One of the biggest misconceptions about security and risk management when it comes to IT is the idea that an organization can spend their way to safety. While it is critical that you utilize proper technology tools like data backups, firewalls, antivirus, etc., to act as a defense against the variety of risks posed by integrating technology into your key workflows, these products are not a cure-all.
Security products are only as good as the people who manage them and the users who ultimately work alongside them. That’s why you need a policy to define the proper use of the technologies you have in place.
Let’s just consider Antivirus software, which has been universally accepted as a key component to any security strategy. Certainly, Antivirus software helps prevent infection if a bad file is sent to you in an email, or if you happen to visit the wrong website, but trusting Antivirus too much is just like swimming with the sharks in the ocean simply because it’s probably safe. Maybe the safety measures you put in place, like Antivirus, can prevent disaster from happening, but perhaps the wiser decision would be to stay out of the dangerous areas to begin with. And sometimes, even when you think it’s safe, bad things can happen. Products sometimes fail.
This metaphor is an important lesson to think about for anyone concerned about managing risk. Security products are only as good as the people who manage them and the users who ultimately work alongside them.
But it’s not just behaviors using technology we need to control. It’s equally important to define the roles and expectations of staff and partners when security/risk management systems are implemented during a critical event. A backup solution can work really well, as long as it has been monitored, tested, and a process is defined for how and when this tool is utilized. What if you need to recover data, and you don’t know who does the work? Or what if you recover a server from an image, and you write over critical information you actually needed in the process?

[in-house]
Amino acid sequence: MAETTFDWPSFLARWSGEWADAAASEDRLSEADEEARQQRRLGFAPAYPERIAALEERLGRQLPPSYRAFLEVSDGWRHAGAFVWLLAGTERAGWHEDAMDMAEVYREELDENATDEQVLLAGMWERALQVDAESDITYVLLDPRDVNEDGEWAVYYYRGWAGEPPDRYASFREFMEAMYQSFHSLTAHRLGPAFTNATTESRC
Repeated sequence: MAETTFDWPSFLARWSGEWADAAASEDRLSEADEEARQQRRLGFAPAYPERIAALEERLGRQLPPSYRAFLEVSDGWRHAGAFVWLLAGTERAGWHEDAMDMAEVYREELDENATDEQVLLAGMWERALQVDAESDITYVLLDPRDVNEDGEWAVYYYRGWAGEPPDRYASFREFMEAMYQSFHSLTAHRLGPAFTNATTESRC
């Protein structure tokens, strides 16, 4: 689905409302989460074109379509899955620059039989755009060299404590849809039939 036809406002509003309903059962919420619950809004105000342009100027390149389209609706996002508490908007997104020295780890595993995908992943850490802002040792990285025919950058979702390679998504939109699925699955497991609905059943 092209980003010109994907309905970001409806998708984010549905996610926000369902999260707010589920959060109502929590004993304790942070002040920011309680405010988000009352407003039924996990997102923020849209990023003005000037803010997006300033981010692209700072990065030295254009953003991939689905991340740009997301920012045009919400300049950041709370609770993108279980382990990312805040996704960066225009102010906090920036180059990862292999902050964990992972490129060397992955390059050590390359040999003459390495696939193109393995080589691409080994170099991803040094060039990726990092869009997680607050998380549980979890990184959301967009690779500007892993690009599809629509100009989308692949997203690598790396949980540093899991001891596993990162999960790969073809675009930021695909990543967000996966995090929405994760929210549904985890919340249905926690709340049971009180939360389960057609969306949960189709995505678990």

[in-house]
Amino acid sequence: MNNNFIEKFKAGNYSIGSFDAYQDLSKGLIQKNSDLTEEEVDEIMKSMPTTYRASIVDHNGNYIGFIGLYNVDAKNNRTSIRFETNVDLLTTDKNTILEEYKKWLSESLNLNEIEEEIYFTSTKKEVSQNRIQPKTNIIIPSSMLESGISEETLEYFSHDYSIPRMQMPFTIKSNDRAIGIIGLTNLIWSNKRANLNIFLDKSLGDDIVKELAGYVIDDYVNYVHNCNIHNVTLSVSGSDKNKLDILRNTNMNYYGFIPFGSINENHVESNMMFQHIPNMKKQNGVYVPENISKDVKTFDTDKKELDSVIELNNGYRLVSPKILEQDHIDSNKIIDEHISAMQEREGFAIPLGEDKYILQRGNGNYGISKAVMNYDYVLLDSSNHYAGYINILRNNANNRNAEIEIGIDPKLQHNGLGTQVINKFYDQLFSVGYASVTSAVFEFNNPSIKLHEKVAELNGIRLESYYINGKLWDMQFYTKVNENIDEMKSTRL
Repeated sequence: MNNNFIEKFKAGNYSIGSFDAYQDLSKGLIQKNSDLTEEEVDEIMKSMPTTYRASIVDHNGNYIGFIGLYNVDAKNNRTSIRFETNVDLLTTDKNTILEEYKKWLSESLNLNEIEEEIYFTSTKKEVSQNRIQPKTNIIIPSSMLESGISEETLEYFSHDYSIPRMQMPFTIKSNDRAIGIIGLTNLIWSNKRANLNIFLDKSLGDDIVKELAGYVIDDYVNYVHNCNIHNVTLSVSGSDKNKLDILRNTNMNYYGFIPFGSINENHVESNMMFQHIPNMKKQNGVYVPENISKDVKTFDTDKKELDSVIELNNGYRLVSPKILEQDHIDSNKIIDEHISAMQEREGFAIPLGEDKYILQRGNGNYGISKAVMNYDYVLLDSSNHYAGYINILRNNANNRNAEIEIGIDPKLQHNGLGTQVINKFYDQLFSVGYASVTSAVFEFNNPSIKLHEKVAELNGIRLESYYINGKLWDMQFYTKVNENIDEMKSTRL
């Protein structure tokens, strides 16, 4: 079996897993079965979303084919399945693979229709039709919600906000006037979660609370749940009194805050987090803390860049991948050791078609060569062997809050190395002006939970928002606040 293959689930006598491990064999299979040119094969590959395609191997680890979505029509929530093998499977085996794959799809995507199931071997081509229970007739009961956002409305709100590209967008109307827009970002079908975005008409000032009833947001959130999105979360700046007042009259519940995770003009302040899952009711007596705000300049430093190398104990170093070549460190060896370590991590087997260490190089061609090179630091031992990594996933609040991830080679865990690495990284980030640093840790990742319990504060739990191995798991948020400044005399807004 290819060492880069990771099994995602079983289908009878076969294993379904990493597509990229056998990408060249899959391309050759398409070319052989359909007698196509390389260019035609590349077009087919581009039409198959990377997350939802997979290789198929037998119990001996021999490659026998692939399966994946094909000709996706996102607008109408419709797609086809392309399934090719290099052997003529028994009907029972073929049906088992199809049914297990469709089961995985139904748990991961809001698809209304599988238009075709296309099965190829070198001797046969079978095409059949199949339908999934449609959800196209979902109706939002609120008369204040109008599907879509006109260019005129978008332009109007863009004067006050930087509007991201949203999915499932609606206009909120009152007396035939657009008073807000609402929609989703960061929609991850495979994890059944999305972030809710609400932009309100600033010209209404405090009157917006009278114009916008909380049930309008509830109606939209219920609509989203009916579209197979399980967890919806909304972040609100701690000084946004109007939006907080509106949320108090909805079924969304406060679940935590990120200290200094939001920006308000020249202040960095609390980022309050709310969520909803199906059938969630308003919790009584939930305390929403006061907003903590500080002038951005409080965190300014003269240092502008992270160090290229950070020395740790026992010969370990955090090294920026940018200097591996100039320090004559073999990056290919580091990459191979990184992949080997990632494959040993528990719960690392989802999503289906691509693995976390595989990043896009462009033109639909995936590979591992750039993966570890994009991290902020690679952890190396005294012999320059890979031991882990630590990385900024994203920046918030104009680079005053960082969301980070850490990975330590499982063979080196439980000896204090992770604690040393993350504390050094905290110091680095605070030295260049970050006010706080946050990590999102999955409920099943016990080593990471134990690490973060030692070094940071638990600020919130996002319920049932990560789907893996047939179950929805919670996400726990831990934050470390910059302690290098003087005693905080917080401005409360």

So security and risk management tools are critical, but they are only as good as the people and the processes managing them. That’s why we help our clients develop IT policies to either fit general best practices, or specific compliance and regulatory standards. Security and risk management are disciplines, and we believe in being an active partner in your strategy so you can feel comfortable that all aspects of your IT Management are considered.
About the Author
Ben Schmerler is a vCIO Consultant at DP Solutions, one of the most reputable IT managed service providers (MSP) in the Mid-Atlantic region. Ben works with his clients to develop a consistent strategy not only for technical security, but also policy/compliance management, system design, integration planning, and other business level technology concerns. You can follow DP Solutions updates on LinkedIn or website: www.dpsolutions.com.